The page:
It was a quiescent, misty day in the early part of June. I had just arrived in Fort Cochin in the southwest Indian state of Kerala. The very recent onset of the monsoon season here had rendered this popular, centuriesold tourist destination a more peaceful, unperturbed shell of what it had been just a month or two earlier. Wet and lazy afternoons were the norm during my time in a part of India universally known as ‘G-d's Own Country’ and for good reason. It’s not just because of the incredible natural beauty of its tropic landscape or the indelible charm and happiness of its people, both of which hold true in every respect. I found the label ‘G-d's Own Country’ to be fitting for another reason, a reason that puts almost two-thousand years of Jewish life and experience into context.
As a part of my own research at the time on Hindu-Jewish relations, it became an imperative to visit the location of India’s oldest existing Jewish community in Cochin, Kerala. With records of Jewish settlement dating back shortly after the fall of the second Temple in 70 CE and other ancient sources claiming dates that precede this by hundreds of years, the Jewish community that would eventually settle in Cochin would have a societal and historical experience unlike almost any other Jews. It is an experience immortalized in the sites that I perceived as I made my way to the section of this city known as ‘Jew Town’.
I traversed the town along paths aptly named ‘Jew Street’, ‘Jew Town Road’ and ‘Synagogue Lane’. The opulent smells of cinnamon, vanilla and nutmeg fill the air in this land known and coveted for centuries due to the abundance of exotic spices that grow here. Among these Judaic-inspired streets, complete with symbols of six-pointed stars, Hebrew characters and even a Jewish cemetery, is its center-piece- the Paradesi Synagogue. This synagogue, built in the 16th century by persecuted Jews originally fleeing the Inquisition, is the highlight of Jewish existence here and one of the few remaining memories of this once thriving community which stands at less than ten today.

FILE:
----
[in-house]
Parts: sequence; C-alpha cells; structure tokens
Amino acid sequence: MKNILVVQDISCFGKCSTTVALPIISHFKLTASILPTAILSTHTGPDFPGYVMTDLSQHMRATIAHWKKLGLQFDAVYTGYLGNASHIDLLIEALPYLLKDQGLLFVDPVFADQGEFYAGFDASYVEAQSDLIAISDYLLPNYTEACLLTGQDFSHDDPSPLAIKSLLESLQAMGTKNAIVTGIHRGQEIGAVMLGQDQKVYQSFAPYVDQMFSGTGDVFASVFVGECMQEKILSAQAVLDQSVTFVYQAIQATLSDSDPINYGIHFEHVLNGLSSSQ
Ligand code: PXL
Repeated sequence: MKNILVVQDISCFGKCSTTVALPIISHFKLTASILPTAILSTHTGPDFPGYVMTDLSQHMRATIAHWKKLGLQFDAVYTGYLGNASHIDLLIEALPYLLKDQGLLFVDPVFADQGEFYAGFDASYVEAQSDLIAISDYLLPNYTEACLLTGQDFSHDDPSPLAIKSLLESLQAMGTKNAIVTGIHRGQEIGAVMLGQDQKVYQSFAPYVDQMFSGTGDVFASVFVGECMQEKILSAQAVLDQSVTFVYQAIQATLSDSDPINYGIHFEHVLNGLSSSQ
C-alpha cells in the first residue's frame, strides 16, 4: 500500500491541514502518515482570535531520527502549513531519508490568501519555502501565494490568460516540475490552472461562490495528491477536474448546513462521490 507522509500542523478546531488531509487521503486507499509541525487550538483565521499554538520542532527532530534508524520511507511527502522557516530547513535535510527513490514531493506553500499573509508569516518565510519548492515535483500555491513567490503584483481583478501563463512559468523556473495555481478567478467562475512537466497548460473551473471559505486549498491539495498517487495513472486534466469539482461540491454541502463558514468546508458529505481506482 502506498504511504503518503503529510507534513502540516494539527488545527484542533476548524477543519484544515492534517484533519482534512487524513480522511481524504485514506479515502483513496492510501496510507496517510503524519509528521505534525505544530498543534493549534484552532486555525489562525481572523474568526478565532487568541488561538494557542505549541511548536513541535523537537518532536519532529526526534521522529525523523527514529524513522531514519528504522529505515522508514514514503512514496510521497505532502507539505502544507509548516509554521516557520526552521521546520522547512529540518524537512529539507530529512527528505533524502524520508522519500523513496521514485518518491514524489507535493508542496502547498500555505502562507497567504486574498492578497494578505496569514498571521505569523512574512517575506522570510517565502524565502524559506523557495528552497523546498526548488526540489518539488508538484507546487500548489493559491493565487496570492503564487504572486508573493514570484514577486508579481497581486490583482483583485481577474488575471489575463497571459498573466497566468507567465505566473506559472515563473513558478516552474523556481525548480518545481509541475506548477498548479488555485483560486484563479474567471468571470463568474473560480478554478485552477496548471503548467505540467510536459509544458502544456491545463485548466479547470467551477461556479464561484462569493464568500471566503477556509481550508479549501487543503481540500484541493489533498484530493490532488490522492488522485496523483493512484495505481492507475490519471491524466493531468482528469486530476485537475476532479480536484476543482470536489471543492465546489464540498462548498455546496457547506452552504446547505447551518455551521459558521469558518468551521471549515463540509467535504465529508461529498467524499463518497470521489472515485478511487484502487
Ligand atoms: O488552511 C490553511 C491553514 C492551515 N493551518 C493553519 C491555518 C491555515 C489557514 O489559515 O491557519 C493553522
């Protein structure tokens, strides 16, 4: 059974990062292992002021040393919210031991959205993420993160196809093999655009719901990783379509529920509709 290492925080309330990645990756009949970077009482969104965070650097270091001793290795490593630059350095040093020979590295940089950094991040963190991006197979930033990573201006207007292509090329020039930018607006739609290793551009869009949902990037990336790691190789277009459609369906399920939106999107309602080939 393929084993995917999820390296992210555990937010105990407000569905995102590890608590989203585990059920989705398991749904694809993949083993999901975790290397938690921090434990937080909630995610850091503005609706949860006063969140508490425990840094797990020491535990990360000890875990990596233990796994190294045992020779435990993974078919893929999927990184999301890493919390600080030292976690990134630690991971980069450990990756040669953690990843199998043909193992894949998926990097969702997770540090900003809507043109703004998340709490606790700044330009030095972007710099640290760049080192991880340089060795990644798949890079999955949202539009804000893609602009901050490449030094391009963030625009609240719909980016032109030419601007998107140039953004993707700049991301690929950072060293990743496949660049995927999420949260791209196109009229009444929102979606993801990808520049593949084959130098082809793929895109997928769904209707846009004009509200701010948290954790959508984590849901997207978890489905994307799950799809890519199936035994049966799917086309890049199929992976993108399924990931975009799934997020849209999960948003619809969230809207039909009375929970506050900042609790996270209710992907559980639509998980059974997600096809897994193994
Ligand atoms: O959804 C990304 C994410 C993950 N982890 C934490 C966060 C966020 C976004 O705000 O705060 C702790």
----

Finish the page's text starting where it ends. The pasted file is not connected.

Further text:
I wandered the area thinking about the unbelievable history and experience of the Jews of Cochin who, unlike most Jewish communities in the world today, were able to live and flourish for two-thousand years without threat of persecution by their Indian rulers. As I put this into perspective, trying to take in this undeniably unique experience in the story of the Jewish people, I became keenly aware of something that, despite all my studies, knowledge and experience regarding India and its Jews, had never really been apparent to me. The synagogue and the rest of ‘Jew Town’ sat immersed in a pluralistic society of people representing many of the world’s great religions. Mosques, Protestant and Catholic Churches, Jain and Hindu Temples: they were all here, they were all co-existing peacefully. For centuries the Jewish people lived and flourished in this community without issue or conflict. They interacted, traded, and befriended the people of all these great faiths. In return they were befriended, they were respected and they were protected by their neighbors, rulers and friends.
I paused for a moment to take it all in. This is a place where a Jewish cemetery shares a common wall with a neighboring Hindu temple. It is a place where a Muslim man invites me, a stranger, foreigner and Jew, into his home for tea with his family as a sheer gesture of kindness and hospitality. This is a place where the plurality of religions and G-d’s peoples had become a boon to the Jewish community. It is this historical experience of the Jewish people, the unprecedented integration and success of its pluralistic religious society, and my own contemporary experience in Cochin that makes this place unique, not just for the Jewish community and its people, but for the world as a whole. For nowhere else have so many of G-d’s people and G-d’s different communities lived together for so long in such harmony. It was then that I knew that this truly was ‘G-d's Own Country’.
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